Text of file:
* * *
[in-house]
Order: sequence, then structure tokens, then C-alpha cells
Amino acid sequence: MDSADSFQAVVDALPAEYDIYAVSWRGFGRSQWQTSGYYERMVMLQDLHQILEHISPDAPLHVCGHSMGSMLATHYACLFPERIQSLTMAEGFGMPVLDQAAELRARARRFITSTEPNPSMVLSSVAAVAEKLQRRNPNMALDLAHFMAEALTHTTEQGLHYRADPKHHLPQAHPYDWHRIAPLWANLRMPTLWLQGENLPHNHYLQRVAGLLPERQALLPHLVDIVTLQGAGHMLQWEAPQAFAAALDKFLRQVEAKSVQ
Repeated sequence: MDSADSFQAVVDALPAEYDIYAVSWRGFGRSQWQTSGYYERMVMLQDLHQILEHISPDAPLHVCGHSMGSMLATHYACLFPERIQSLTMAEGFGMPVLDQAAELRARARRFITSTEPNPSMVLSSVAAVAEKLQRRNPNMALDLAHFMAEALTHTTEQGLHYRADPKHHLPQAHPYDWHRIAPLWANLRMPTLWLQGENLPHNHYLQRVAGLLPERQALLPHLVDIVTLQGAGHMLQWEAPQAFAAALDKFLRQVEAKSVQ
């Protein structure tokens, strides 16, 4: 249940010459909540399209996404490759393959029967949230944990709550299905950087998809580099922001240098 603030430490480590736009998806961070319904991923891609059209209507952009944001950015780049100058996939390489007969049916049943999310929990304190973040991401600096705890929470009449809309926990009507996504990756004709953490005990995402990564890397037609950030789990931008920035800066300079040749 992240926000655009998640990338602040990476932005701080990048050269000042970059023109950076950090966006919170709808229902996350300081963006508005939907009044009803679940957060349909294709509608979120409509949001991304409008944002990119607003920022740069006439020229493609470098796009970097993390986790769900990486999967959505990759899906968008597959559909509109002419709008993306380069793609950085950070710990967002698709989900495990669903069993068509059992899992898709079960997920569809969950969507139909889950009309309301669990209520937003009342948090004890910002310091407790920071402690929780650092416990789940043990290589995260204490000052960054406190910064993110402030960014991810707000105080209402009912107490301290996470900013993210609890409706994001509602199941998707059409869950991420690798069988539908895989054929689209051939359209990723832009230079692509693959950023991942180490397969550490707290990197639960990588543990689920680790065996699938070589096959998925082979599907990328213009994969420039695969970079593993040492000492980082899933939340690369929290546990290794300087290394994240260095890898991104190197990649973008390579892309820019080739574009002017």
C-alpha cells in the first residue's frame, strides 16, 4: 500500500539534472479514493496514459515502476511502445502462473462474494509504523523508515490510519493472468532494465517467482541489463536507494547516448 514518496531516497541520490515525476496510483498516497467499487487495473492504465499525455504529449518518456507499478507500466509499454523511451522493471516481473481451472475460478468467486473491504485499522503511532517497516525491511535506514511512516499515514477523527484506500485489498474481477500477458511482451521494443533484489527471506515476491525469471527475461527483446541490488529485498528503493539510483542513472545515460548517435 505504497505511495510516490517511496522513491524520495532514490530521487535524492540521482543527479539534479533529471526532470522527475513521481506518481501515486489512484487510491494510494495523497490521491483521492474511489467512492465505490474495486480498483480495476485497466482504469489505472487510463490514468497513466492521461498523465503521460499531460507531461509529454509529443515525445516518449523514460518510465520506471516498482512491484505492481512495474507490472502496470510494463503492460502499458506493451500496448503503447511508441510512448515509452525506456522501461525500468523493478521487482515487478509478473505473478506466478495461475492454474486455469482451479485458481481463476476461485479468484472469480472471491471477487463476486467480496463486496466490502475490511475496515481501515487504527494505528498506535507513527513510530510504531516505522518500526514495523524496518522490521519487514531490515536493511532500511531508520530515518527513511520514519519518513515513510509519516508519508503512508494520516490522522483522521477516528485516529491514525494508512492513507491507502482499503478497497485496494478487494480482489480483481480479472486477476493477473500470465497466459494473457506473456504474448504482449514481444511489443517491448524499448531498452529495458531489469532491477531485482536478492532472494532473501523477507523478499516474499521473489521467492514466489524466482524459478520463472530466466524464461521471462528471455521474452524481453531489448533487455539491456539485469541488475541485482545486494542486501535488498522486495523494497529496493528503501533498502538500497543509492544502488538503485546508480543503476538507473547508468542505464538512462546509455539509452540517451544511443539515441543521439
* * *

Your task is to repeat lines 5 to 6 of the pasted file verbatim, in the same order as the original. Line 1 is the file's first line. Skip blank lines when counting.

């Protein structure tokens, strides 16, 4: 249940010459909540399209996404490759393959029967949230944990709550299905950087998809580099922001240098 603030430490480590736009998806961070319904991923891609059209209507952009944001950015780049100058996939390489007969049916049943999310929990304190973040991401600096705890929470009449809309926990009507996504990756004709953490005990995402990564890397037609950030789990931008920035800066300079040749 992240926000655009998640990338602040990476932005701080990048050269000042970059023109950076950090966006919170709808229902996350300081963006508005939907009044009803679940957060349909294709509608979120409509949001991304409008944002990119607003920022740069006439020229493609470098796009970097993390986790769900990486999967959505990759899906968008597959559909509109002419709008993306380069793609950085950070710990967002698709989900495990669903069993068509059992899992898709079960997920569809969950969507139909889950009309309301669990209520937003009342948090004890910002310091407790920071402690929780650092416990789940043990290589995260204490000052960054406190910064993110402030960014991810707000105080209402009912107490301290996470900013993210609890409706994001509602199941998707059409869950991420690798069988539908895989054929689209051939359209990723832009230079692509693959950023991942180490397969550490707290990197639960990588543990689920680790065996699938070589096959998925082979599907990328213009994969420039695969970079593993040492000492980082899933939340690369929290546990290794300087290394994240260095890898991104190197990649973008390579892309820019080739574009002017």
C-alpha cells in the first residue's frame, strides 16, 4: 500500500539534472479514493496514459515502476511502445502462473462474494509504523523508515490510519493472468532494465517467482541489463536507494547516448 514518496531516497541520490515525476496510483498516497467499487487495473492504465499525455504529449518518456507499478507500466509499454523511451522493471516481473481451472475460478468467486473491504485499522503511532517497516525491511535506514511512516499515514477523527484506500485489498474481477500477458511482451521494443533484489527471506515476491525469471527475461527483446541490488529485498528503493539510483542513472545515460548517435 505504497505511495510516490517511496522513491524520495532514490530521487535524492540521482543527479539534479533529471526532470522527475513521481506518481501515486489512484487510491494510494495523497490521491483521492474511489467512492465505490474495486480498483480495476485497466482504469489505472487510463490514468497513466492521461498523465503521460499531460507531461509529454509529443515525445516518449523514460518510465520506471516498482512491484505492481512495474507490472502496470510494463503492460502499458506493451500496448503503447511508441510512448515509452525506456522501461525500468523493478521487482515487478509478473505473478506466478495461475492454474486455469482451479485458481481463476476461485479468484472469480472471491471477487463476486467480496463486496466490502475490511475496515481501515487504527494505528498506535507513527513510530510504531516505522518500526514495523524496518522490521519487514531490515536493511532500511531508520530515518527513511520514519519518513515513510509519516508519508503512508494520516490522522483522521477516528485516529491514525494508512492513507491507502482499503478497497485496494478487494480482489480483481480479472486477476493477473500470465497466459494473457506473456504474448504482449514481444511489443517491448524499448531498452529495458531489469532491477531485482536478492532472494532473501523477507523478499516474499521473489521467492514466489524466482524459478520463472530466466524464461521471462528471455521474452524481453531489448533487455539491456539485469541488475541485482545486494542486501535488498522486495523494497529496493528503501533498502538500497543509492544502488538503485546508480543503476538507473547508468542505464538512462546509455539509452540517451544511443539515441543521439